“Get off you mad bitch, you are getting no more off me, f*** off while you can the law’s here now.”
“Slimy two faced bastard you owe me twenty quid.”

I grabbed the female’s arms from behind but she objected and tried to head butt me with the back of her head, as she did this she lost her balance and slipped off her remaining shoe causing both of us to fall to the floor. I fortunately landed on top and managed to pin her arms before cuffing her. Realising she was beaten she did what many of our regular customers do: asked for a spare cigarette and asked whether she would get bail.

After shouting up for a van and placing her safely in the back we spoke to the, very reticent, man. He claimed to not know the woman who had attacked him, she had obviously mistaken him for someone else; he added that he felt sorry for her as she was clearly mentally ill and out of the goodness of his heart did not want to press charges for the broken car window.

He declined to provide his personal details, so we PNC checked his car to make sure it wasn’t a supect or stolen vehicle – it wasn’t, in fact it was from a very respectable part of town – we then let him get on his way.

At the nick, as expected,  it transpired that she was a ‘working girl’ and he was a client who had short changed her. We charged her with a public order offence and bailed her to attend court in a week or so. We will be the only witnesses to the incident; she will, in all likelihood, plead guilty, get fined and have to have more shags to pay the fine.

By the time we had finished sorting the prisoner out it was too late to go back for the kebab so I ate two packets of cheese and onion crisps, a Mars bar and a Kit Kat (chunky) from the all night garage.

March 14, 2007. anti-social behaviour, life, night duty, police, Prostitutes, sex, Uncategorized. 1 comment.

I’m going to be so tired…

Waiting for night duty to start is horrible, I always end up doing the same thing: treating the first day as a day off, doing loads of stuff and then being absolutely shattered when it’s time to go to work. Today, for example, mum and dad have been out all day so I’ve walked the dog twice and been in to town to shop for some new gym clothes this afternoon; I’ve resisted the temptation to actually go to the gym; that would have been madness.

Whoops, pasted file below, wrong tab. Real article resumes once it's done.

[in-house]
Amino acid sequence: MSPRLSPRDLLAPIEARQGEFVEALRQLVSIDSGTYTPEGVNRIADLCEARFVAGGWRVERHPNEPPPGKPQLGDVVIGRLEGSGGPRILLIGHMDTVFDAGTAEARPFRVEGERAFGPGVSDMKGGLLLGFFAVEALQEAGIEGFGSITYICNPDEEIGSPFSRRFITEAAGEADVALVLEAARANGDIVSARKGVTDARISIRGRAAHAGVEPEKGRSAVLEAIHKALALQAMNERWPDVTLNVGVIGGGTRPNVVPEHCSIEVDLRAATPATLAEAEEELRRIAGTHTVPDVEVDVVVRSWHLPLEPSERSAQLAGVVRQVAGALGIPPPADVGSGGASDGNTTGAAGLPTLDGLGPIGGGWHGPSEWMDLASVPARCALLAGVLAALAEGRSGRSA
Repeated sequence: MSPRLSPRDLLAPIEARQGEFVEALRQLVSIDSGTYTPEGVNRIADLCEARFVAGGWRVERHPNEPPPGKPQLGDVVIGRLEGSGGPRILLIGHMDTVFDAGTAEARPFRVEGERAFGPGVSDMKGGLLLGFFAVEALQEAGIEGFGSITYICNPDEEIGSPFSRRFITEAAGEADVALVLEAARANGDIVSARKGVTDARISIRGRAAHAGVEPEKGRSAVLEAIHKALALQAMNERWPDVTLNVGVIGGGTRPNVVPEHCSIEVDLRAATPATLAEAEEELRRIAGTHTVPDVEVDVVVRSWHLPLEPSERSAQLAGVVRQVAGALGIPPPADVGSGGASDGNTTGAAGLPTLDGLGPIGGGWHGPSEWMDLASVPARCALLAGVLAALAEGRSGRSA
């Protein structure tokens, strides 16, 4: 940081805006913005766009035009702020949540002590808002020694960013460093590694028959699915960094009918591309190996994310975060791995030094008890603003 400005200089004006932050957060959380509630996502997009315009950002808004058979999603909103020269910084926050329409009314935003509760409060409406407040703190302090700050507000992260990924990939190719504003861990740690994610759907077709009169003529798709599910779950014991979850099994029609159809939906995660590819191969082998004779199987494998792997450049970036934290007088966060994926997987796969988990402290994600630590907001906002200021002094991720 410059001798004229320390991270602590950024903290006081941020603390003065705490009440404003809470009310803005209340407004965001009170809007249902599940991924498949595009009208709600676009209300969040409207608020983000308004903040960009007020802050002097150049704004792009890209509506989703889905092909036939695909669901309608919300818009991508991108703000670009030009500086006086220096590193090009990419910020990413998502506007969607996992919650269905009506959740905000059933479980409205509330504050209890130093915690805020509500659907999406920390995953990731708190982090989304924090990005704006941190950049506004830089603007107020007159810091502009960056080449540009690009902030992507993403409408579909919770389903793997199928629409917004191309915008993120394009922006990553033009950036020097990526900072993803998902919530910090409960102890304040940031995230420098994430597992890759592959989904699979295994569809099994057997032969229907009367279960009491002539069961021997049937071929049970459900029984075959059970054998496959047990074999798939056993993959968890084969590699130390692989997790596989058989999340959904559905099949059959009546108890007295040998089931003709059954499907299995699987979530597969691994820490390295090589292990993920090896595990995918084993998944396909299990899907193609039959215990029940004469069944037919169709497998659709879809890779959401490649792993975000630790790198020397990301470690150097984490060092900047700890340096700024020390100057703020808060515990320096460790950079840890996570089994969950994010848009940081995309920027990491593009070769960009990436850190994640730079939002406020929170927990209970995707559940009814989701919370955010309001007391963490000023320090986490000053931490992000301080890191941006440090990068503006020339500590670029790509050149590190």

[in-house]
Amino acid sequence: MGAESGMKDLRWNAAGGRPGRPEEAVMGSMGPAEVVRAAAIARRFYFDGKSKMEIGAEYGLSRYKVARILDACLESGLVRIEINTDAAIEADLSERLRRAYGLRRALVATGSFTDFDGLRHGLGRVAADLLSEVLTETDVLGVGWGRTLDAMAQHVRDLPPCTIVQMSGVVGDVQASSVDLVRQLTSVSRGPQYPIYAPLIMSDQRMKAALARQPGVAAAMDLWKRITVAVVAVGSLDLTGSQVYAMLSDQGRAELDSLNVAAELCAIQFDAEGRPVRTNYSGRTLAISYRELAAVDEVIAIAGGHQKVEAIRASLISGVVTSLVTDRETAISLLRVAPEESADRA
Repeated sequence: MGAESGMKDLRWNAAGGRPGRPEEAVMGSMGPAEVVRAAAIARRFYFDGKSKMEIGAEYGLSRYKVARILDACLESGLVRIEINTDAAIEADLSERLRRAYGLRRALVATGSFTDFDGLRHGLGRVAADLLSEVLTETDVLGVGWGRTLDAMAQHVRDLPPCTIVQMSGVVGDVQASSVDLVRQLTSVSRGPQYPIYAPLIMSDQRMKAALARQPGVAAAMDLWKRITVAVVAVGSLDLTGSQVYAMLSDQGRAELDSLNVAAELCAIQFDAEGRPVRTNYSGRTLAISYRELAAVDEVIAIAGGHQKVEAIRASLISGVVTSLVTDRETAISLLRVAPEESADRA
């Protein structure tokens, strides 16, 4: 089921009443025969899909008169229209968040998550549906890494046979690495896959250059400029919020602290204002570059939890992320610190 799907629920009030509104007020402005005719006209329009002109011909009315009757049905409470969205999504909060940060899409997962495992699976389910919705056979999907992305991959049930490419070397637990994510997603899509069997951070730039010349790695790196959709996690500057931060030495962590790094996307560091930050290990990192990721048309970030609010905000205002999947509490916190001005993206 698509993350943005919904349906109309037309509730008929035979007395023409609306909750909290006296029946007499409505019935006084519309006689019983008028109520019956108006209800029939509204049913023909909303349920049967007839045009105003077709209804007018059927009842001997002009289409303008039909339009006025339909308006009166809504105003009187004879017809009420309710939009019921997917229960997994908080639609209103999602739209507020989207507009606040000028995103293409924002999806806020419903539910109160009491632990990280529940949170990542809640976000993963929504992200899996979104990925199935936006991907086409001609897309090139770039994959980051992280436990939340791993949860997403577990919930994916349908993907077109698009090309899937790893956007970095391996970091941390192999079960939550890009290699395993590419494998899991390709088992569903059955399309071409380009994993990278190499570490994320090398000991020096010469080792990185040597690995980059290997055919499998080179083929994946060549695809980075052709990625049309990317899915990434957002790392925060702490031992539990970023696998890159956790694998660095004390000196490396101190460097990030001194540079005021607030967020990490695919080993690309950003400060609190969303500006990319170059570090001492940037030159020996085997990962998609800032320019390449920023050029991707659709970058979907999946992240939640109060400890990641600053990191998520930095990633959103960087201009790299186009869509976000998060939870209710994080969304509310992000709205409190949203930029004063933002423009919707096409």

I hope I’m working with someone decent tonight, you can’t always guarantee who you will be working with on nights. We don’t walk our normal foot beats but double-up in cars. You never know what will happen during a week of night duty, it can be dead or the world can go mad, just no way of knowing.

On our big night out on Friday I was chatting with Jacqui and Tracy about writing this blog; they think I’m mad – neither of them did English A level like me and neither of them write anything they don’t have to. What they did like though, was the idea of having a gossip/news column to report on the intrigue that goes on in the police station. Admittedly this was after several WKD (blue) and based on the fact that we had seen one of my Superintendents (young, talented, tanned, slim, dark-haired and handsome) schmoozing a girl my age, wearing far less than me (just), with far too much make-up; and she was being far too full on with him for my liking, the tart…and how very indiscreet.

Anyway, the task of producing a gossip column seems more difficult now I’m faced with it; I’ll have to be very careful about names, dates and places for fear of me getting in trouble. I’ve created the page but not wrote anything yet.

Watch this space because I do quite fancy being a gossip columnist!

March 12, 2007. girl-stuff, gossip, life, night duty, police. Leave a comment.